Morgan Stanley CEO Denies Possibility Of Big Banks’ Break Up

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Morgan Stanley (NYSE:MS) CEO James Gorman has stated that there is little likelihood of the federal government supporting a break up of the country’s biggest banks, reports WSJ. Gorman stated that he actually expects firms in the industry to get larger, as smaller regional banks consolidate in a bid to meet higher costs.

Morgan Stanley CEO Denies Possibility Of Big Banks' Break Up

The statement is in direct conflict with the sentiment that the country’s largest banks would be worth more to their shareholders in smaller parts, rather than in their current form. Last June, Michael Price, who was a key figure in the formation of JPMorgan Chase & Co. (NYSE:JPM), publicly stated that to be his own belief.

Price suggested that according to his analysis, Morgan Stanley (NYSE:MS), Goldman Sachs Group, Inc. (NYSE:GS), Citigroup Inc. (NYSE:C), and JPMorgan Chase & Co. (NYSE:JPM) were all undervalued, if looked at as a sum of their parts. Despite this, Gorman believes a break up is unlikely.

James Gorman made the comments at an investment conference earlier today. It is clear why his position should be that a break up of the country’s major banks would be a bad decision on the part of the government. It would reduce the ability of the institution he controls, Morgan Stanley (NYSE:MS), to influence the market.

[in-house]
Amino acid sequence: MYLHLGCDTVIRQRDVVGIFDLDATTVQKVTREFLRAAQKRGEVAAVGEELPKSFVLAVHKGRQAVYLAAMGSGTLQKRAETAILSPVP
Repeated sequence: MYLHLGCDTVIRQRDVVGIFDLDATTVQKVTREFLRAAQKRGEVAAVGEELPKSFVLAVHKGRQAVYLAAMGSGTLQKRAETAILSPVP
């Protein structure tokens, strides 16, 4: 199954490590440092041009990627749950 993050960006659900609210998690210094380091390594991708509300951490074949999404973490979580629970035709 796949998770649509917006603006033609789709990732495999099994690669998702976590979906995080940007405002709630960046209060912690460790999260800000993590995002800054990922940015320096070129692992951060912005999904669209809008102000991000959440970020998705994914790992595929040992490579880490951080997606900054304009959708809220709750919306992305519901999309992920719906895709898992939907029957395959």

Whether or not dismantling the banks would result in shareholders taking away greater value is entirely debatable. Michael Price, among others believes more value could be squeezed out of the smaller businesses. It is clear, however, that smaller banks wield less power, and a considerable amount of value is lost in that manner.

There is in the United States at present, a large proportion of the population that is firmly against the banking industry, blaming it for the collapse of the economy in 2008. Therefore a government program designed to reduce the size of the banks, and in the public’s eyes hurt them, could be very popular.

It is full of constitutional milestones and involvement in the banking industry at that level would more than likely drag up a great deal of conflict, particularly with a Congress in direct opposition with the executive power. Breaking up the banks would, at a federal level, be difficult and divisive.

On the other hand, the program could be accomplished at a state level, with New York’s Federal Reserve and regulatory bodies holding great sway over the financial industry, particularly after the bailouts provided to many of them in the wake of the 2008 crisis. It would still be a very difficult operation to complete successively.

Morgan Stanley (NYSE:MS) CEO is probably right in thinking that the government is unlikely to bring about a break up of the country’s largest banks in the near future. The process is daunting, and the benefits are not readily apparent.

It is more likely that the era of consolidation brought about by the most recent financial crisis will continue. Firms are currently being pushed by weak markets on all sides, and are struggling to thrive at a regional level.

This debate will continue, particularly if more shareholders come to believe that large institutions hide the real value of their investments. It would take only one courageous move by a large activist investor to change the reigning opinion. If they’re out there, they haven’t shown their face yet.

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